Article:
November’s Lunar Eclipse Makes the Beaver Moon a Blood Moon

by Sid Baglini

Monday, November 7, 2022, 7:00 pm

Known as the Beaver Moon, our November full Moon reaches its peak at 6:02 A.M. on November 8th, Election Day.  If we were to walk that evening, we would be competing with the voters.  Instead, we will walk the night before. It will be just as full (11 hours before the peak) as it would be walking on the 8th (13 hours after the peak).  

The name Beaver Moon derives from the time of year when these lumberjack rodents with the big, leathery tails take up residence in their lodges as winter sets in.  The lodge features an entry hole, a drying platform, and a living area. Surrounding the raised structure will be a mass of branches which is the pantry, enabling them to munch on shoots and branches without having to venture far from home.  From the fur trapper’s point of view, this was the time of year when the fur is thick and rich so it’s an optimum time to collect their pelts. Other names that derive from the activities of animals this time of year are The Digging Moon and The Scratching Moon, related to the collecting of food for winter. It’s also The Deer Rutting Moon so if you are driving at dusk or at night, beware of distracted deer near the road.  November is the worst month for traffic accidents involving deer.  In a nod to the dropping temperatures, this is also the Frost Moon and the Freezing Moon.

We get a bonus this month, but you will have to rise early.  A total lunar eclipse will reach its peak at 6:00 A.M. on the 8th, just 2 minutes before the full Moon reaches its peak.  This occurs when the Moon, the Earth, and the Sun are lined up such that the light from the Sun causes the Earth’s shadow to cover the entire Moon.  The reddish color that results on the Moon is why it is called a Blood Moon.  Since the Moon will be setting close to this time of morning, it will be near the horizon so you will have to seek a location where the horizon in the west is unobstructed. If you are up earlier, you can watch the eclipse evolving toward totality.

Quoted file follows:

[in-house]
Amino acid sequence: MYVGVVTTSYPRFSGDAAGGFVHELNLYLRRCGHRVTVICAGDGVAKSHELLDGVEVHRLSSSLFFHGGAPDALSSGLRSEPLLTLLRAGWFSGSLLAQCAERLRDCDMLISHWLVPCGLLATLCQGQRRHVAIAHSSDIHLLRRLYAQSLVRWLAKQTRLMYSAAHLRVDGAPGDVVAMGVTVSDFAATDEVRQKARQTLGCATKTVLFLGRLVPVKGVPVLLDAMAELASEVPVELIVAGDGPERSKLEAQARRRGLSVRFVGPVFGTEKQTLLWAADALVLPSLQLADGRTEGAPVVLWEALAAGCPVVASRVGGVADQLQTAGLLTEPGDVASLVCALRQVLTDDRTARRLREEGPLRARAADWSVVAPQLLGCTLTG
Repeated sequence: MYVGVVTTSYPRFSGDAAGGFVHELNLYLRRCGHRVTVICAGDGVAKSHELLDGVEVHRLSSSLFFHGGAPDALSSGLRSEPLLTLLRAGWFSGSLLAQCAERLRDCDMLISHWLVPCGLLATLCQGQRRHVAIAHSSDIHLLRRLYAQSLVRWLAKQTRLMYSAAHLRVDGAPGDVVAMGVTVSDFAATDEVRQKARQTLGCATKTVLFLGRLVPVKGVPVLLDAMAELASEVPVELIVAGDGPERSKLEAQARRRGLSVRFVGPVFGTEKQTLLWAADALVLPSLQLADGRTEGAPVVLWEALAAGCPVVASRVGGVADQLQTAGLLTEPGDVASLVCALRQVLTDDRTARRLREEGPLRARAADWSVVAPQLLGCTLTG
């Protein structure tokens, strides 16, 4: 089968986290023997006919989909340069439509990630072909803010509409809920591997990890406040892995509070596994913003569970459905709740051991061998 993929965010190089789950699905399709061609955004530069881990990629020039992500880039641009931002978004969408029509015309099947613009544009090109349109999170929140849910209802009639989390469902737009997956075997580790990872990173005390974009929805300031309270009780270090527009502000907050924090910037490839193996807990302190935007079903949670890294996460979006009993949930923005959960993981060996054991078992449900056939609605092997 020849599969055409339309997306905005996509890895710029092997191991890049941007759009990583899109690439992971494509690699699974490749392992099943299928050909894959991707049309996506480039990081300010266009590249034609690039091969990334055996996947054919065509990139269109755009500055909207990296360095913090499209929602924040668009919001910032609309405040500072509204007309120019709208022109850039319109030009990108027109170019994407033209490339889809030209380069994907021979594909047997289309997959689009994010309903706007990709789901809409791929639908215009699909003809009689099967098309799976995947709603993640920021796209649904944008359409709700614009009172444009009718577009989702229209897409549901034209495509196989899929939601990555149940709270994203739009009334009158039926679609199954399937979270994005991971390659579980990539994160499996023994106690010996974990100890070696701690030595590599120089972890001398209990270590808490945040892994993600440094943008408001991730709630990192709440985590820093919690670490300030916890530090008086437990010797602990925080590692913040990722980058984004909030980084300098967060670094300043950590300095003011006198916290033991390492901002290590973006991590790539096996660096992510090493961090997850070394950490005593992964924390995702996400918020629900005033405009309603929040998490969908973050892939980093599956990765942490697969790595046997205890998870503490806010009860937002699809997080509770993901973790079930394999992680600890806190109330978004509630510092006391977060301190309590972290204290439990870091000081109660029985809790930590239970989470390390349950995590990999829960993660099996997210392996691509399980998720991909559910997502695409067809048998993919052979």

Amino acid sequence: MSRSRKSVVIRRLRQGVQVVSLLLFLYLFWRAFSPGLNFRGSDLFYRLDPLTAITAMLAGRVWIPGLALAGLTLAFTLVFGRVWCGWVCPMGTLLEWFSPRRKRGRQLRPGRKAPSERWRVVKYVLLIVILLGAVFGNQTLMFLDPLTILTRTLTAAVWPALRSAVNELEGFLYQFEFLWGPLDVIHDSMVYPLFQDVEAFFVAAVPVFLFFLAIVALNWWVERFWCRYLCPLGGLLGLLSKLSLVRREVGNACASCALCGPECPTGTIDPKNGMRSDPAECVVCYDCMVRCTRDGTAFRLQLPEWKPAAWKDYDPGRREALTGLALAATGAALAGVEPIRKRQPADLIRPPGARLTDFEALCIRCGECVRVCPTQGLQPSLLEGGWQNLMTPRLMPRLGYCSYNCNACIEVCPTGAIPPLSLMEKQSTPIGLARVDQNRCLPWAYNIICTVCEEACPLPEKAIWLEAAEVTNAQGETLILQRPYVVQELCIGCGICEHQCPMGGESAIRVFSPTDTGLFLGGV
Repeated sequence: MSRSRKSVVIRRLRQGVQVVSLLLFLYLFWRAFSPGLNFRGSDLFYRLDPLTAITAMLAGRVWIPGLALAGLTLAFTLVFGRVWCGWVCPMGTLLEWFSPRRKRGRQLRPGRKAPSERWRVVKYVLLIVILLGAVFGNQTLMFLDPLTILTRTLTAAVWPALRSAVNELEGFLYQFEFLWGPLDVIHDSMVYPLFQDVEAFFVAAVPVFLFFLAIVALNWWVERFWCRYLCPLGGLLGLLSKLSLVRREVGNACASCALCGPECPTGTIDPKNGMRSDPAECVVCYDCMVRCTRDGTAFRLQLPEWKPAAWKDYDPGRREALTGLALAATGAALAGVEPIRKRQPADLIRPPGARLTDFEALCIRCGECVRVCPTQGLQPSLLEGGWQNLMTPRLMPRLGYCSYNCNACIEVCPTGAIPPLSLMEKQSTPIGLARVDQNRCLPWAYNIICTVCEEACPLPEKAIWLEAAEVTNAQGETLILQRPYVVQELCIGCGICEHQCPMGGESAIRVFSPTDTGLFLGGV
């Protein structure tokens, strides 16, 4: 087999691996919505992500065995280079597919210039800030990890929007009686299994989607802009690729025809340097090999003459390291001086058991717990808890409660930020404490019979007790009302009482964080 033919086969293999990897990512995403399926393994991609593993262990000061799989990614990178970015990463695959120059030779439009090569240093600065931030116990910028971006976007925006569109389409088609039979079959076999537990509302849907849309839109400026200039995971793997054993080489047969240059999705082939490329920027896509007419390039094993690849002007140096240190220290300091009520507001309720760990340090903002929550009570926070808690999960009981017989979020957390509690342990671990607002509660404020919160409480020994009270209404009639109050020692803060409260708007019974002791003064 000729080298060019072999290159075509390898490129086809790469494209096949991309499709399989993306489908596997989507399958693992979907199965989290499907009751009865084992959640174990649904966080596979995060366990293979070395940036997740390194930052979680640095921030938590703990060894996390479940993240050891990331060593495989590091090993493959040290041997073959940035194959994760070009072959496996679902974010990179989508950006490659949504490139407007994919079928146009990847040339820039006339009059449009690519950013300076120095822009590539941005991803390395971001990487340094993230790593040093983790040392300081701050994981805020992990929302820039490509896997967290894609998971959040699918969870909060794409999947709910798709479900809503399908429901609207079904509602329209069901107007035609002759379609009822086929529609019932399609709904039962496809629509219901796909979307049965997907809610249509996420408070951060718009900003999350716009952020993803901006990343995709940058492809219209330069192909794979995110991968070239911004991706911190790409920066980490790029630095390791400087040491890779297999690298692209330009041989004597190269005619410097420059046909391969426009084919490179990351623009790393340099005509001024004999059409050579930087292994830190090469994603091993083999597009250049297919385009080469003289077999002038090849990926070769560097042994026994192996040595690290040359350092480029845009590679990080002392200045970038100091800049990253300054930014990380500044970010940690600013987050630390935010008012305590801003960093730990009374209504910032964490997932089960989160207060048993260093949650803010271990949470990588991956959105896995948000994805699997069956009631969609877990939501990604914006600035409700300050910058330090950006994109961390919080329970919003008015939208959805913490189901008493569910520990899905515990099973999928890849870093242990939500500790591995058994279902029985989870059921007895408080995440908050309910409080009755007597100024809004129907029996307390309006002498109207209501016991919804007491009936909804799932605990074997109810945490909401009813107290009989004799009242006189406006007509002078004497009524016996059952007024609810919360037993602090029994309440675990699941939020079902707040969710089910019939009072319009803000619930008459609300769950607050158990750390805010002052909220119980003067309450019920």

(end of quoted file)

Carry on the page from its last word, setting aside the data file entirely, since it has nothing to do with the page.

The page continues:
With luck, we may be treated to a meteor emanating from the Taurids Meteor Shower.  It peaks on November 11-12 but is visible from October 13 until December 2.  The closer to the peak, the better our chances.

We hope you can join us for an early evening stroll through Malvern to celebrate our planet’s only natural satellite.  We meet in the parking lot of the Baptist Church at the corner of Channing and 1st Avenues.

Leave a Reply